Police arrested Kashmiri trade union and separatist leaders after they called a daylong strike on Monday to protest a lack of help given by the Indian government to victims of the worst flooding seen in the region in more than a century.
The strike was a success despite the arrests, a sign of growing disappointment in Kashmir at relief efforts after Prime Minister Narendra Modi was initially praised for his swift response to the floods that killed more than 300 people and devastated half a million homes.
Shops, schools and businesses were closed in several towns in the troubled region on Monday — the first anniversary since rivers burst their banks.
Buses and taxis were also off the roads.
Police arrested at least six trade union leaders in nightime raids and placed senior separatists including Syed Ali Shah Geelani, Mirwaiz Umar Farooq and Mohammad Yasin Malik under house arrest.
“We detained some of the trade union leaders as a preventive measure to stop them from leading protest marches,” a senior police officer said. “We have also put some of the separatist leaders under house arrest to prevent violence.”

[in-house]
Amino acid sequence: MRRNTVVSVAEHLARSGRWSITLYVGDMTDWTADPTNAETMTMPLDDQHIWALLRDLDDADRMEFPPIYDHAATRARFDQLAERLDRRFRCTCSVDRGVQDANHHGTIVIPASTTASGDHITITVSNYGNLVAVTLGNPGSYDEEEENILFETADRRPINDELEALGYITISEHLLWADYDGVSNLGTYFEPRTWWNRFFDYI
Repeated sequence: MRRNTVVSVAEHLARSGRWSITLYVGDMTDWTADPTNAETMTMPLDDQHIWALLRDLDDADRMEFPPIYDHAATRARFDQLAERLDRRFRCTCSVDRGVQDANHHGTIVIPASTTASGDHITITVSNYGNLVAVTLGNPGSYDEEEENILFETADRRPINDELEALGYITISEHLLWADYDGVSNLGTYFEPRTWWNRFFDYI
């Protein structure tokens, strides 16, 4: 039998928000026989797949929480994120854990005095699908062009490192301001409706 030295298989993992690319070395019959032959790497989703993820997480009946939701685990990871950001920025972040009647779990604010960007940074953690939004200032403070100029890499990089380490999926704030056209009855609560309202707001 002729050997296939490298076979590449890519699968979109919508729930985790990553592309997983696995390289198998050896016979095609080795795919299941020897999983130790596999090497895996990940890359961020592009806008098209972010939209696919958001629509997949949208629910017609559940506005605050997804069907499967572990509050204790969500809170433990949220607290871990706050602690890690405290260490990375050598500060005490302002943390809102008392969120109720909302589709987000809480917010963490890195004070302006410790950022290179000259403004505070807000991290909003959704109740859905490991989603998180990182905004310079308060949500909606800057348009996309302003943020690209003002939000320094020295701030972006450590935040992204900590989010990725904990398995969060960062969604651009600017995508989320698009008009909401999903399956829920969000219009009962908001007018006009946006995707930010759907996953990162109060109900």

To prevent people gathering on Monday, the police closed off the main shipping district in Srinagar, where a protest planned.
Former Chief Minister Omar Abdullah criticized the government’s response.
“All these people wanted to do was register their dissatisfaction at the absence of any meaningful flood relief,” he said.
Jammu and Kashmir state government has asked Modi’s government for aid worth 440 billion Indian rupees ($6.6 billion), but that money is yet to be approved.
The state government estimates the floods caused $16 billion of damage. So far, the central government has spent $750 million to help the flood victims and repair damaged infrastructure, according to the local government.
The misery has added to problems of the administration in a Muslim-majority region where a revolt against Indian rule has simmered for nearly a quarter century.
Paddy farmer Abdul Gani Bhat lives with his family of five in a tin shed after his home was washed away. He says he has not received enough government money to rebuild it.
“The prime minister promised to rehabilitate us during the elections,” Hassan said of the state polls in December. “We need help so we can build a roof over our heads.”
Nirmal Singh, Kashmir’s deputy chief minister and a member of Modi’s ruling party, told reporters that the central government will announce a big aid package soon.
“The government is working out where the money will be spent,” he said. “It will come soon.”